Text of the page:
8. "It will be my pleasure, Your Malignancy." He inclined his head in a slight bow. Marcos should have expected to communicate only through messenger. None of his former colleagues had been face-to-face types either. Another expectation he should have had was to fight. What a novel idea. How long had it been since he had last "partaken in combat"? Not since becoming Marcos. Could Marcos fight? Insufficient data. His nose scrunched. At least one mystery was solved right away: Xelken were created from their prey, unlike the bygone Shift Corporation's bioweapons or Artifacture Unlimited's artificial lifeforms. Somehow he doubted the Xelken would appreciate a surgical exploration of their differences. "Hvalr," Marcos began. "Stay. No fight." "FIGHT!" the frost giant roared. "No. No fight." "No fight?" "No fight!" While it was the path of least resistance, using Hvalr's strength would not prove Marcos' worth. Neither would Marcos' usual modus operandi. Although he was confident his methods yielded superior results, for better or worse employment at a new organization meant conforming to the business culture and impressing the hiring manager. Perceived similarity had a measurable impact on likability. His previous employer, as intelligent as he was, had also been susceptible to seeing himself reflected in his employees. Key performance indicators notwithstanding, Marcos familiarized himself with the capabilities of the Xelken detachment, since Kahd'Xel had slept through the invention of the résumé. First, Marcos and Company traveled west of the Mahrjan encampment, but stayed past the horizon's arc and out of sight. Save for the Possessed Suujali and one Stitch Worm, who approached from the east to deliver the opening act. As expected, the Mahrjan response to the night raid was adequate. That night's watch occupied a superior vantage point atop a rocky outcropping, knew about the Suujali Tide, and knew to watch the east. Alarms sounded and a squad of hunters both on foot and camel intercepted before the Possessed Suujali could reach their camp. Perhaps it was a failure of the Mahrjan warriors to fully adapt from desert to tundra, or an inability for persistence hunters to compensate on the fly in a battle of attrition against the Stitch Worm's regenerative assistance. Speculation aside, the Possessed Suujali tore through them, despite arrows and longspears protruding from it like a porcupine. None were left dead, though the Mahrjan squad was variously crippled, unconscious, or routed. Given that they were too injured to pursue and more were on the way, the Possessed Suujali concluded the hit-and-run by scooping up one unlucky hunter and dragged him away into the night. Once it reached an acceptable distance, the Possessed Suujali abandoned the hunter, and the Stitch Worm switched hosts. It burrowed into the hunter's, now the Carrier's wounds and nestled in. Meanwhile, Marcos had been scrying on the skirmish through the Wizard fungal horror's mouth. "Don't give me that look," Marcos coolly regarded the Wizard. "An artist must prime the canvas before painting. This is merely the gesso." Eventually, Mahrjan scouts recovered their injured fellows, including the Stitch Worm and the Carrier. They found neither the Possessed Suujali nor any sign of a Suujali Tide. Through the Stitch Worm, Marcos discovered the encampment's layout, and the number of spell-casters present. Unfortunately, the Mahrjan were not cowed by the attack and did not flee west into Marcos' waiting arms. "Alas." Marcos sighed and pinched the bridge of his nose. "Sometimes you just gesso wrong." Had painting always been this difficult?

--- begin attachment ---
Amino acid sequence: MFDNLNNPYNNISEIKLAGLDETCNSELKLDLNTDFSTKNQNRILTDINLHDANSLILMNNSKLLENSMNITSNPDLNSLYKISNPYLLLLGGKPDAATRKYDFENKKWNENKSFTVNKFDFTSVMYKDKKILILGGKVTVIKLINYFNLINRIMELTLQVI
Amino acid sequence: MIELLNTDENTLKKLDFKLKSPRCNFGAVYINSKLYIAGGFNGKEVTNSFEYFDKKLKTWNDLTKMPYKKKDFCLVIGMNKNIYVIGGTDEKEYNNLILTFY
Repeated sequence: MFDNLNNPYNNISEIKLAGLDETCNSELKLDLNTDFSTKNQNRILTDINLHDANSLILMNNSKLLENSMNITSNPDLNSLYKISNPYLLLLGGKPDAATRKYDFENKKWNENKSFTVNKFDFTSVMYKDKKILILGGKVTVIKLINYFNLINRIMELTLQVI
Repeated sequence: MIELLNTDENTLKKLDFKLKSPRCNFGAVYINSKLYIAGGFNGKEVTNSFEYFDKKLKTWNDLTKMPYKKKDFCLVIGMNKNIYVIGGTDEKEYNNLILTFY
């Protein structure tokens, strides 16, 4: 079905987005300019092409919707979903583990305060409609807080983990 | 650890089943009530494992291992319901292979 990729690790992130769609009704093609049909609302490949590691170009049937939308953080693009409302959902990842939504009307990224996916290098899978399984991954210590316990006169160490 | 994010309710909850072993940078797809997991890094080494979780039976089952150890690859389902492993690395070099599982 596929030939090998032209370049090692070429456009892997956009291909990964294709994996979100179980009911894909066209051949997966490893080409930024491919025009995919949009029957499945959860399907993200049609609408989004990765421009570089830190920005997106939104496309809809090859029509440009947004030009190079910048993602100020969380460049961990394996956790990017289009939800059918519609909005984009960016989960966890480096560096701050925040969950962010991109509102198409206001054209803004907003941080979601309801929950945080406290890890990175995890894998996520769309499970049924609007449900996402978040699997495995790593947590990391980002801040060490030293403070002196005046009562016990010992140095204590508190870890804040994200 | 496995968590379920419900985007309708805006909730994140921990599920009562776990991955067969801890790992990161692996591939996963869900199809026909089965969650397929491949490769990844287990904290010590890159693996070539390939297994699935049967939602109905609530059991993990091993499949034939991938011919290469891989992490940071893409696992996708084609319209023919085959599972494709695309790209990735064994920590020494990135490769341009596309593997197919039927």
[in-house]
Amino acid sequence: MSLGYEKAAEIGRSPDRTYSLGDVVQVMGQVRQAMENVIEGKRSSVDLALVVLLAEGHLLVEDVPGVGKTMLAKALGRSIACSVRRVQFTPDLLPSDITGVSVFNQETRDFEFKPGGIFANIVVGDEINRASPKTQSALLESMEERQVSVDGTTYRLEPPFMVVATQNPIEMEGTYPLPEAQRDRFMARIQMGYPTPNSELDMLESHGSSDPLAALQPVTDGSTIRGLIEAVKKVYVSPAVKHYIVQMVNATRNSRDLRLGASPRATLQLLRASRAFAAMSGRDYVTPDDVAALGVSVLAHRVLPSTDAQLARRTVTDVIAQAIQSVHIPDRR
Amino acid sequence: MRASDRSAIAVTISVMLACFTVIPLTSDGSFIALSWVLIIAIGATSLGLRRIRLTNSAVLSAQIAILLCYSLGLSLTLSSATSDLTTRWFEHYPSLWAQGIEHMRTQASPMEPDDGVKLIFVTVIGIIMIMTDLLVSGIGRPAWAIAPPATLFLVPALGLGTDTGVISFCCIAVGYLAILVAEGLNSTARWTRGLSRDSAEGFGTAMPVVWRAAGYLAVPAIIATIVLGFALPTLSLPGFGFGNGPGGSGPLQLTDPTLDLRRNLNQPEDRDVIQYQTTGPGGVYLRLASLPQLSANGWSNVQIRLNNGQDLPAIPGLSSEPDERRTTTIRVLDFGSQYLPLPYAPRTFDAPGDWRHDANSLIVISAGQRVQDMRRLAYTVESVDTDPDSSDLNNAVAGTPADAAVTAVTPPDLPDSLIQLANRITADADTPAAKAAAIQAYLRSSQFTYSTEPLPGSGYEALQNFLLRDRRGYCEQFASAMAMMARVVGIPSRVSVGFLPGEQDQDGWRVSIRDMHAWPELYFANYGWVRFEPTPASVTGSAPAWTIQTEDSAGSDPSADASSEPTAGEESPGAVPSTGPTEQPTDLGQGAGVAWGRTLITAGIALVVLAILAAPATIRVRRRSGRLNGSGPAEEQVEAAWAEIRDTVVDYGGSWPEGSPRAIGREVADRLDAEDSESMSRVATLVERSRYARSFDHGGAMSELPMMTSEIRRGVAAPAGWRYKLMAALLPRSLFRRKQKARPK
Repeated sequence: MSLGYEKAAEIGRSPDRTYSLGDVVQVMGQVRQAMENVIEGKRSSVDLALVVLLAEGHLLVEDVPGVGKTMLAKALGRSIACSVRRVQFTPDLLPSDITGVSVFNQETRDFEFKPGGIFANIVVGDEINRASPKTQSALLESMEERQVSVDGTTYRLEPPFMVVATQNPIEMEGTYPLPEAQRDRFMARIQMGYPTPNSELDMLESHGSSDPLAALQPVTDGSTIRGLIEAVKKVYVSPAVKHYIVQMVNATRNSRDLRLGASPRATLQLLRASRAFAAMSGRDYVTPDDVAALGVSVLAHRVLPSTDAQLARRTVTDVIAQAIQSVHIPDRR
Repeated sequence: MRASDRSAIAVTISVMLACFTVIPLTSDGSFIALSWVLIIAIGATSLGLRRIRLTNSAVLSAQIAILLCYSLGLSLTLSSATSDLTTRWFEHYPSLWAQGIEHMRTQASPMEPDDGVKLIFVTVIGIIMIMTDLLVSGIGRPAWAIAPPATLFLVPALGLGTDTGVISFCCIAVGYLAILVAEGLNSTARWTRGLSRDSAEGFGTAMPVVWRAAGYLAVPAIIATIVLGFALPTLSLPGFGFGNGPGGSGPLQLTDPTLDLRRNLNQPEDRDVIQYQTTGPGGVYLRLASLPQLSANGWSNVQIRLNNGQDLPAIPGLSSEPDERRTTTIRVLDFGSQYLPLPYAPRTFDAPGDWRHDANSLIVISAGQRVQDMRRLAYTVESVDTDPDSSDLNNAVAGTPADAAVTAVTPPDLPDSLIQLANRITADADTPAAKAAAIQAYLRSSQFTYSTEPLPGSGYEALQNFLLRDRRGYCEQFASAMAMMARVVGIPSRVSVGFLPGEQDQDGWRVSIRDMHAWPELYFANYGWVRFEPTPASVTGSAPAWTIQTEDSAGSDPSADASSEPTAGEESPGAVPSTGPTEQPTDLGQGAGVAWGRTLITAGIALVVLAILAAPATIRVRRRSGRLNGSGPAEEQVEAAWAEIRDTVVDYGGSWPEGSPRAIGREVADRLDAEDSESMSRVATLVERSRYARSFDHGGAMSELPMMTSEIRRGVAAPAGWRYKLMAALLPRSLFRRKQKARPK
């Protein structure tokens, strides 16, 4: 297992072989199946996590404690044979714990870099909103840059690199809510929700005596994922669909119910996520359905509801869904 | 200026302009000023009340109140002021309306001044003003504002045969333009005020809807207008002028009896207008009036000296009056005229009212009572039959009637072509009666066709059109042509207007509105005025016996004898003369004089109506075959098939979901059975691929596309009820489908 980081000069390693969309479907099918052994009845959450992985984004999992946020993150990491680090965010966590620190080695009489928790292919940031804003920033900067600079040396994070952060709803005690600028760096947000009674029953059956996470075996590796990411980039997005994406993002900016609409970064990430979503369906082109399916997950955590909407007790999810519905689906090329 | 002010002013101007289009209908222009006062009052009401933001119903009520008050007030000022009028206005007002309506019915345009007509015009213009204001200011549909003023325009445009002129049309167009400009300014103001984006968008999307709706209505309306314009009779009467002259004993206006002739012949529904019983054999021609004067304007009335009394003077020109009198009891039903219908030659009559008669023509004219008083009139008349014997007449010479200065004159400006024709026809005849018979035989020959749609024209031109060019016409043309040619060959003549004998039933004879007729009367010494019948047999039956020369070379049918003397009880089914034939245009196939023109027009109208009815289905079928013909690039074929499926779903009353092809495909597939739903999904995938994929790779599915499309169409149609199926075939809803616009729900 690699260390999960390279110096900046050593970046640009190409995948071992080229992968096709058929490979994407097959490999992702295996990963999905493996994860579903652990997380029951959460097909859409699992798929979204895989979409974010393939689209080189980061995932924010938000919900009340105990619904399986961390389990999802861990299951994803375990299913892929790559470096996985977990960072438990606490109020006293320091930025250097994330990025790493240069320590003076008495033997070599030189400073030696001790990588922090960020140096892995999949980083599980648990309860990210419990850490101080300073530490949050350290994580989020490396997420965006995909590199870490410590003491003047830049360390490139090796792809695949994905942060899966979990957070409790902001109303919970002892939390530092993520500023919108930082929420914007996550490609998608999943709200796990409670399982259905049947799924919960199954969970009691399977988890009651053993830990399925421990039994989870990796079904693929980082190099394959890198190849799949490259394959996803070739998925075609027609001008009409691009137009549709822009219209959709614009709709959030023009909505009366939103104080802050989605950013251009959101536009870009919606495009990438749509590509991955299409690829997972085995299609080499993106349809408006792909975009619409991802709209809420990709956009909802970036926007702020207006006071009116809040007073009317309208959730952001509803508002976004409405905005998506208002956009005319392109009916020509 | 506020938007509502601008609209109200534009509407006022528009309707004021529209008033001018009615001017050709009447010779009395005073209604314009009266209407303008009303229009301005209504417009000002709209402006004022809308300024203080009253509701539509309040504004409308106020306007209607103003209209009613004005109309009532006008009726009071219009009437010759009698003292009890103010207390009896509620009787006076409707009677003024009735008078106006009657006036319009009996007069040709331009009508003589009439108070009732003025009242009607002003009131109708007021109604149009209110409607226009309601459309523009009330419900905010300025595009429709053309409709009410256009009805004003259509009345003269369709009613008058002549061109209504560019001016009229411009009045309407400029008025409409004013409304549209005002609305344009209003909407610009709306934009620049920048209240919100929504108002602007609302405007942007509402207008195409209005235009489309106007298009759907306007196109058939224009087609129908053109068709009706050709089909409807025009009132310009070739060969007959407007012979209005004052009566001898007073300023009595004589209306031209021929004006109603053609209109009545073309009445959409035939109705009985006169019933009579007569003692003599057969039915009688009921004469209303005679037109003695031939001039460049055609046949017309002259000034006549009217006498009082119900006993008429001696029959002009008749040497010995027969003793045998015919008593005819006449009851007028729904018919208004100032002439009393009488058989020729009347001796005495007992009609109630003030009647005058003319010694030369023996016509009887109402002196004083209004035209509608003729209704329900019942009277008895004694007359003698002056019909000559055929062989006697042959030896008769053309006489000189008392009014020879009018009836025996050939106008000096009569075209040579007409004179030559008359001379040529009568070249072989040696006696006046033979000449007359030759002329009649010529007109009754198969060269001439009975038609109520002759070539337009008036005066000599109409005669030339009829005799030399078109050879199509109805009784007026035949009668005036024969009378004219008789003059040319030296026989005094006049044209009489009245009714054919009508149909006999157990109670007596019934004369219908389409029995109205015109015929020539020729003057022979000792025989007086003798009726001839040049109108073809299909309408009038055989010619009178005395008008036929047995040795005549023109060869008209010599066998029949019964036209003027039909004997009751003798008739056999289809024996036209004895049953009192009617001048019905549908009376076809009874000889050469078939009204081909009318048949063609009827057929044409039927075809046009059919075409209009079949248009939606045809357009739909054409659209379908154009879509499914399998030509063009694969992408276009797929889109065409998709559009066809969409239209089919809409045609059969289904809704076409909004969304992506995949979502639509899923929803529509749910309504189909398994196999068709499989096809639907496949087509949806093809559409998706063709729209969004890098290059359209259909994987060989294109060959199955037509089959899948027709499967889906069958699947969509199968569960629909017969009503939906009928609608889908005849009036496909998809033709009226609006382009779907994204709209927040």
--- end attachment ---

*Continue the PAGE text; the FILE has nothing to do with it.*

9. D20 opposed - Mahrjan stay
  10. D20 opposed - Mahrjan abandon
  11. 1. Any complex elements in particular you want to see worked in? 2. Any post milestones you want the thread to reach? I can do it all in one go or break it up into multiple posts. 3. Marcos is likely to approach the raid unconventionally for a fantasy battle. Let me know if you'd prefer to see something straight-forward instead.